ME 630 Turbomachinery
ME 540 Turbomachinery (3). Prerequisites: ME 310 and ME 401. The thermo¬dynamics and fluid mechanics of turbomachinery. Dimensional analysis and performance mapping. Preliminary design procedures. Blading and flow path design. Experimental and theoretical methods for determination of flow losses. Flowfield calculations and performance prediction.
Prerequisites by Topic
- Power and refrigeration cycles
- Exergy analysis
- Thermodynamics property relations
- Inviscid incompressible flow
- Introduction to compressible flow
- Introduction to boundary layer theory
S.L. Dixon, Fluid Mechanics, Thermodynamics of Turbomachinery, Third Edition, Pergamon Press, 1998.
W.G. Cobourn, Professor of Mechanical Engineering.
This course is designed to give graduate professional students in Mechanical Engineering experience in applying principles of basic engineering science to the design and analysis of various types of turbomachinery. Several small design projects and one major computer aided design project are assigned. The design projects concern both turbines and compressors, including axial as well as the radial and mixed flow types.
- Thermodynamics (3 classes)
- Compressible flow with losses (6 classes)
- Flow in blade channels (9 classes)
- Turbine flow path design (6 classes)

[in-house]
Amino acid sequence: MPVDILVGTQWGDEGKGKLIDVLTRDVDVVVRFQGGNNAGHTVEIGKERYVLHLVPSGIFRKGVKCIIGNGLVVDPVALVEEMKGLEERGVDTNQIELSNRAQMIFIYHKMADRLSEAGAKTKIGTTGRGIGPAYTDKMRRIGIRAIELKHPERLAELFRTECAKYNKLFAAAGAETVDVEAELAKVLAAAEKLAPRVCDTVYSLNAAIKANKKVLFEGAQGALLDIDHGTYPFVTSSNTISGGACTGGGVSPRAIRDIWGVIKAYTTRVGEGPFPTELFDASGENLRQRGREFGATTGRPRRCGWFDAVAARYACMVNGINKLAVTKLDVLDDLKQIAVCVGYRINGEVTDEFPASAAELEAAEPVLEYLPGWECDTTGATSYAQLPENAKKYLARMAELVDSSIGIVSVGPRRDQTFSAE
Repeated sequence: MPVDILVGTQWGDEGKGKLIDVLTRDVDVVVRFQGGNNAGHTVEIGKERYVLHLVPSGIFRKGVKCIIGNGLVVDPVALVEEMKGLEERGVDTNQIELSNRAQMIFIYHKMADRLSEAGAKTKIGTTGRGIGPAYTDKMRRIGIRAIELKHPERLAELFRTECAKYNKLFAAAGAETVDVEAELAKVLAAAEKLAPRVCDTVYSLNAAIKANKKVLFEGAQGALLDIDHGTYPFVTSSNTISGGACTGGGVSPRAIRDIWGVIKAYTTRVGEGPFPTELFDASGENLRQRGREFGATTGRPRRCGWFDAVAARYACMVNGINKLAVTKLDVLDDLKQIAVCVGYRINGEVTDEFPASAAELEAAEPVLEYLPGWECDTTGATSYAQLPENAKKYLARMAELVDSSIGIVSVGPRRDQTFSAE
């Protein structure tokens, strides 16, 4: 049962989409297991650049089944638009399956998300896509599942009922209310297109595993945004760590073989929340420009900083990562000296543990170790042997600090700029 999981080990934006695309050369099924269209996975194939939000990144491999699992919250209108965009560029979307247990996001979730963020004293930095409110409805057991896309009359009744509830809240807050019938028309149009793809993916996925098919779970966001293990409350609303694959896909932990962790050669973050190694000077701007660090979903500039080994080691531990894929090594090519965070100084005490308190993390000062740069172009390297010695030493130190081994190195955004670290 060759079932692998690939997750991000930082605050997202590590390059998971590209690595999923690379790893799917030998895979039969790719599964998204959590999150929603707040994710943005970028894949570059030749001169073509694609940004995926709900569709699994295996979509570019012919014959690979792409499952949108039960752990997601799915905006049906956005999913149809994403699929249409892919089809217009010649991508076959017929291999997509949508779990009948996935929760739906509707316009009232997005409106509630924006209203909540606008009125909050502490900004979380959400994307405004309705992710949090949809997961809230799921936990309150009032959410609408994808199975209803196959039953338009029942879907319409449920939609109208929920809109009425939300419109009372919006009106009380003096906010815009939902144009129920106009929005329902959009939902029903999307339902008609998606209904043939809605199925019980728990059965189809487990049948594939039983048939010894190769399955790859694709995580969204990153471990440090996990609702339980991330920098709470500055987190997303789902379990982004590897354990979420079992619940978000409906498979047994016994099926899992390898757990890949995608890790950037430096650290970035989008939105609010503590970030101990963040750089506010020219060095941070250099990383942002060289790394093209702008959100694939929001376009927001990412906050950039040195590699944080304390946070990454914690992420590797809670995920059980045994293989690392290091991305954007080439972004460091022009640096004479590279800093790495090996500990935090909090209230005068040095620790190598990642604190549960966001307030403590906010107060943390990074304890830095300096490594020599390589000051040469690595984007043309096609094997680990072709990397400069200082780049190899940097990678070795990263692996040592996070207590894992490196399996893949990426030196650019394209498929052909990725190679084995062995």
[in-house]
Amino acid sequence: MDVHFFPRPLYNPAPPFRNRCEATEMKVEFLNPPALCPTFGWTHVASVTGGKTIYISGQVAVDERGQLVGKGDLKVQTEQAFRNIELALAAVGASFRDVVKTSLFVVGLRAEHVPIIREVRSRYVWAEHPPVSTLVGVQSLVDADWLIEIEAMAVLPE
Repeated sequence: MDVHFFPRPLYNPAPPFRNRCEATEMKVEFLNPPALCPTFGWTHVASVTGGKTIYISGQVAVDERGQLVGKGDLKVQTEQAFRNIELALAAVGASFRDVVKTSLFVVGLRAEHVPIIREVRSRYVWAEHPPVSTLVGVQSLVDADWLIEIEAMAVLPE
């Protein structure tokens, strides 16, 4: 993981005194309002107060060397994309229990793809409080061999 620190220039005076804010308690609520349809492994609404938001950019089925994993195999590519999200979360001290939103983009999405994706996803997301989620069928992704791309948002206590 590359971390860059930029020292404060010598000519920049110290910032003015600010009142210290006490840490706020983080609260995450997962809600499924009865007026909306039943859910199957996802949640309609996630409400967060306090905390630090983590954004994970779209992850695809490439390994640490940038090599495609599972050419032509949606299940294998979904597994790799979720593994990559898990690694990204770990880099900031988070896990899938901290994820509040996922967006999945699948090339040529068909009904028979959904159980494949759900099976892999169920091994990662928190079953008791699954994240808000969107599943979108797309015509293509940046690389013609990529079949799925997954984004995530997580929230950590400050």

- Compressor flow path design (3 classes)
- Three-dimensional flow in turbomachines (6 classes)
- Performance prediction (6 classes)
- Dimensional analysis (3 classes)
- Mid-term examinations (1 class)
Use of software packages in Turbomachinery Design.
Homework 25%, Midterm Exam 25%, Term Paper 25%, Final Exam 25%. The term papers will concern contemporary topics in turbomachinery design.
Three 50 minute sessions per week devoted to lecture, discussion, and problem solving.
Professional Component Contribution
Engineering science: 1 credit, engineering design: 2 credits.
Relationship to Program Objectives
This course supports Mechanical Engineering program objectives by developing:
- An ability to apply knowledge of mathematics, science, and engineering in the field of mechanical engineering.
- An ability to design a system, component, or process to meet desired needs in the field of mechanical engineering.
- An ability to identify, formulate and solve problems in the field of mechanical engineering.
- An ability to communicate effectively.
- A recognition of the need for, and an ability to engage in, life-long learning in the field of mechanical engineering.
- An ability to use the techniques, skills, and modern tools necessary for the practice of mechanical engineering.
Prepared by W.G. Cobourn, March 2006